Winter Solstice

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It hasn’t seemed like winter this December; more like a mild November with moody skies, soaking rains and even a few thunderstorms. What little snow fell, melted into the unfrozen ground. But the sun tells the truth as it rides low on the southern horizon. I always look at winter solstice (10:48 p.m. CST on December 21) as a milestone achieved: We’ve reached the time of peak darkness for the winter. And happily, though sunrise is still getting later, sunset began to lengthen on December 10th!  We celebrate solstice with extra candles on the dinner table, a glass of wine, and Celtic Christmas music.  

I look for the understated, sometimes harsh beauty of winter, and I like the extra hours of moon-watching. Yet, I impatiently wait for the seeds, bulbs, perennials and tiny creatures that rest in the dark earth to reawaken. In the meantime, I will try to appreciate the slate skies and spent plants that add their own stark loveliness to the winter months.

The mid-December moon is often visible during the day.

The mid-December moon is often visible during the day.

Joe-Pye seedheads.

Joe-Pye weed (Eutrochium dubium) seedheads.

Flame grass seed heads.

Flame grass (Miscanthus sinensis ‘purpurascens’) seed heads and leaves.

Fluffy goldenrod seeds.

Fluffy, soft goldenrod (Solidago) seeds.

A few seeds still cling to the soft, empty cup of a milkweed pod.

A few seeds still cling to the soft, empty cup of a milkweed pod (Aesclepias syriaca).

Ready for Spring

The sun rides higher in the sky and daylight lasts almost 11 hours, but those are just about the only signs of spring — and most of us long for a warm-up that stretches beyond a meager two days.  Last week brought “bookend” snowstorms:  6.4 inches of new snow on Monday and 9.9 inches on Thursday/Thursday night, for a total of 16.3 inches measured at nearby Minneapolis-St. Paul International Airport.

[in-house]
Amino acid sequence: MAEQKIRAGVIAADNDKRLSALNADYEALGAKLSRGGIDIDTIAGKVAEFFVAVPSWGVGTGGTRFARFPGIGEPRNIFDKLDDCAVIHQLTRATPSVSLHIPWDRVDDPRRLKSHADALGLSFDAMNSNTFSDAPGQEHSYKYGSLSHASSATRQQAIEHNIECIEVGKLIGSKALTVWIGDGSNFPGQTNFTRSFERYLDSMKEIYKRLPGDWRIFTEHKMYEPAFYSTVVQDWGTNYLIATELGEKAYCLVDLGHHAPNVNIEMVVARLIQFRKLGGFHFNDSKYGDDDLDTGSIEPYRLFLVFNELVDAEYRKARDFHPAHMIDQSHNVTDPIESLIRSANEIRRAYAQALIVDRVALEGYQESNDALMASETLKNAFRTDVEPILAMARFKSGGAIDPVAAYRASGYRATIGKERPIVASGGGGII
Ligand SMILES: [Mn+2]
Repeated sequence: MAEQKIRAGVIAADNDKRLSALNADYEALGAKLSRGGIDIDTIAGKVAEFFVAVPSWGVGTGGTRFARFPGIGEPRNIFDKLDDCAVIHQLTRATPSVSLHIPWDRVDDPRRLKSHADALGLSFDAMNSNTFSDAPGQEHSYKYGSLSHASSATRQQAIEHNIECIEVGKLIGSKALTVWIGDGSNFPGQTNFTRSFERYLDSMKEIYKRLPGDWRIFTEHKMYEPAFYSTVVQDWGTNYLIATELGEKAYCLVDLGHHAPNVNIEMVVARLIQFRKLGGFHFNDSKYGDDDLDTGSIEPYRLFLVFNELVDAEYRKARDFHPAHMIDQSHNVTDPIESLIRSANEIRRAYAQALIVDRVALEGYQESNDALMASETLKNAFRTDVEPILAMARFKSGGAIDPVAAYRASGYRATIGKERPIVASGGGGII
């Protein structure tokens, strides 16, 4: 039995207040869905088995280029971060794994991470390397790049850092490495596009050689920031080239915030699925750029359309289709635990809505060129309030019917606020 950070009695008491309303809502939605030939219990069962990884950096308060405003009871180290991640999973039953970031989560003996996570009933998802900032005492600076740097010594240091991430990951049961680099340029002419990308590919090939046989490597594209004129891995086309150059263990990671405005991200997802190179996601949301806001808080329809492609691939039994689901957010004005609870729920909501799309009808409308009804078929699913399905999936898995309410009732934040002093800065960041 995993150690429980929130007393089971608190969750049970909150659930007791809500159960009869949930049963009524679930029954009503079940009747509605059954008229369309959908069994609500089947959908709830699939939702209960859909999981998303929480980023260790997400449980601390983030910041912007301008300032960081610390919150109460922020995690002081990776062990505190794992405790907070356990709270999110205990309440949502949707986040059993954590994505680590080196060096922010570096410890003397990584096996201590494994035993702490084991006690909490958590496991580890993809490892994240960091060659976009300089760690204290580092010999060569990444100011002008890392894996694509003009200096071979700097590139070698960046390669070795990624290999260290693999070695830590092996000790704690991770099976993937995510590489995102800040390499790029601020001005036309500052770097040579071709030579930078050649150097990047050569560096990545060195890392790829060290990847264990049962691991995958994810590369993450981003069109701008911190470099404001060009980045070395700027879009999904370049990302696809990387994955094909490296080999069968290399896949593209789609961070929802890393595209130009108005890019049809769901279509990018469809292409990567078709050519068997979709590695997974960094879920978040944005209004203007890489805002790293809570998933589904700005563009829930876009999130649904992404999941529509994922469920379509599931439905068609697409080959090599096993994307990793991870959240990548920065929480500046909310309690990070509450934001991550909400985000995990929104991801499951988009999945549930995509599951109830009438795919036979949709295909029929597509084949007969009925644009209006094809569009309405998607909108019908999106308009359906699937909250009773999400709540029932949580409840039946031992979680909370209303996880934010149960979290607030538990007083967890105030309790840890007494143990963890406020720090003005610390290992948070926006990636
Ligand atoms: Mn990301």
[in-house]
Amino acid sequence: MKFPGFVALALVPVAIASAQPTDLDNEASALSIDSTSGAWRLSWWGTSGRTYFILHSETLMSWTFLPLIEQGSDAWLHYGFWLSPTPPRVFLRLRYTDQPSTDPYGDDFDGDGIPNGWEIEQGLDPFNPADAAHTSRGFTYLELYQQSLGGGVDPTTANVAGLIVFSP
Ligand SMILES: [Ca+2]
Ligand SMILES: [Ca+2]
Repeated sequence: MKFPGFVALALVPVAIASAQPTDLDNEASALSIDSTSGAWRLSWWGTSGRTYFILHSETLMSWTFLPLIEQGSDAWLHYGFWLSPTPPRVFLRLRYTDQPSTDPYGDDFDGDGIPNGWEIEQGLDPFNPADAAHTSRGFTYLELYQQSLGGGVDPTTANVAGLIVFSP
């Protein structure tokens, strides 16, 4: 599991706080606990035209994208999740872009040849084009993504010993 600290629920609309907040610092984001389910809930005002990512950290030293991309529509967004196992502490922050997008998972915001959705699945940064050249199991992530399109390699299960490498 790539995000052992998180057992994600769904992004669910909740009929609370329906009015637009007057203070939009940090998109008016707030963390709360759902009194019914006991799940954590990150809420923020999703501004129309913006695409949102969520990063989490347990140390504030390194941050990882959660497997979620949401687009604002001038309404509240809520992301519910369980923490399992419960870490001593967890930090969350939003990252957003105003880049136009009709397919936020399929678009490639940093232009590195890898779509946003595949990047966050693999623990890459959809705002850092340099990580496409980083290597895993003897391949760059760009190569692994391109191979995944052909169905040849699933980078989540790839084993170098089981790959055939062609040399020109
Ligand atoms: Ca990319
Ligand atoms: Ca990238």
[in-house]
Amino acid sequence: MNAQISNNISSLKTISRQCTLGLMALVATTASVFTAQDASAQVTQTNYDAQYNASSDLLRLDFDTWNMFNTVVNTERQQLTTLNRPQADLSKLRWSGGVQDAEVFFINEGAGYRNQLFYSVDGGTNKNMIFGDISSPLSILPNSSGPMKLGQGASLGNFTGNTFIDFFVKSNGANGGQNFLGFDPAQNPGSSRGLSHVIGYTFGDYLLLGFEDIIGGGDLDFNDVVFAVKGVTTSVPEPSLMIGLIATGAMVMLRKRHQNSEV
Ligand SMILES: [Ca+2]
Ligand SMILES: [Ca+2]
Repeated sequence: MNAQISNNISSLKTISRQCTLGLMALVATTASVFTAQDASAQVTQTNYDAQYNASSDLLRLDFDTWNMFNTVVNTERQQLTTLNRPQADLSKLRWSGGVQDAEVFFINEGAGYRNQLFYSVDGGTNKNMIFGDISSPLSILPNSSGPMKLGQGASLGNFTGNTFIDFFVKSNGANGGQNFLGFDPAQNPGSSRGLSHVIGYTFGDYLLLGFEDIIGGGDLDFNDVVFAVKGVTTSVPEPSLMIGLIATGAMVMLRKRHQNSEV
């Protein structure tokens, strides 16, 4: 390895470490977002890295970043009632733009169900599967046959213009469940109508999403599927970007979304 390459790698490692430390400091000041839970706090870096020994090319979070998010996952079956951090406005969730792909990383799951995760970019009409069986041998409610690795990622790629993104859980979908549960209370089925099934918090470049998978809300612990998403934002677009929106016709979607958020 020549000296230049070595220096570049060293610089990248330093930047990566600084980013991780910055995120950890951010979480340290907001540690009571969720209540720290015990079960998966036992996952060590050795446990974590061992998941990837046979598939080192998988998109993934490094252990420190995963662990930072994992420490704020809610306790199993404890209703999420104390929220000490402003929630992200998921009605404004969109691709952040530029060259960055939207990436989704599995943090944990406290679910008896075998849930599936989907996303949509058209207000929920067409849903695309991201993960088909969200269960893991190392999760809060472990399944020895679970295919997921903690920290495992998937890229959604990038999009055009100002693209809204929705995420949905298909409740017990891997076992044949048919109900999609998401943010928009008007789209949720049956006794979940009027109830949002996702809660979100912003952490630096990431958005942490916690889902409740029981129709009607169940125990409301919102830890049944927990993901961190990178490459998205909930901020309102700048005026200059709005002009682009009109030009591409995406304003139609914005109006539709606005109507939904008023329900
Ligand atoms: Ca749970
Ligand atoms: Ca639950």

As we awaited the city plows, and dug out our sidewalks, driveways and garage aprons, the meteorologists promised an end to the snow and another plunge to below-zero temperatures for at least the next week.  (In St. Paul, the average daytime high is +31°F and the nighttime low is +15°F for late February.  Today’s predicted high is +8°F with a low of -13°F.)
Fresh snow blankets white cedars in our backyard.

Heavy snow blankets white cedars in our backyard.

Ice and snow cover black spruce and a red maple in our front yard.

Ice and snow cover a black spruce and a red maple in our front yard.

How I pine for the first crocus to poke through the soil and open its delicate cup-shaped flower to the early spring sun!  But, with at least two feet of snow, plus the snow from sidewalk shoveling heaped on top of the garden, it’s likely to be several weeks before the snow melts and sunlight warms the soil.  As soon as I spy the first patch of dirt, I’ll be out every afternoon peering at the muddy earth for the first tiny, reddish-green tip of a crocus to push through to the light and signal the reawakening of life.  What signals spring to you?

In 2013, our first crocus bloomed on April 20th in our north-facing garden).  It is

In 2013, the first crocus bloomed on April 20th in our north-facing garden. (iPhone 4)

© Beth and Nature, Garden, Life, 2013-2014.  All photographs and text are created by Beth unless specifically noted otherwise.  Excerpts and links may be used as long as full and clear credit is given to Beth and Nature, Garden, Life with specific direction to the original content.  Please do not use or duplicate material from Nature, Garden, Life without written permission from Beth.

Frost Flowers — and a Few Wild Ones

Crystalline flowers flow across the storm windows in our north-facing bathroom.  In this subzero weather, the moisture from our steamy morning showers seeps through the old, loose-fitting decorative windows and condenses as frost on the cold glass panes that cover the screens.  The patterns that take shape depend on the amount of dirt, scratches and residue on the glass, and the humidity level and temperature of the air.  These patterns are often called frost flowers, roses or ferns.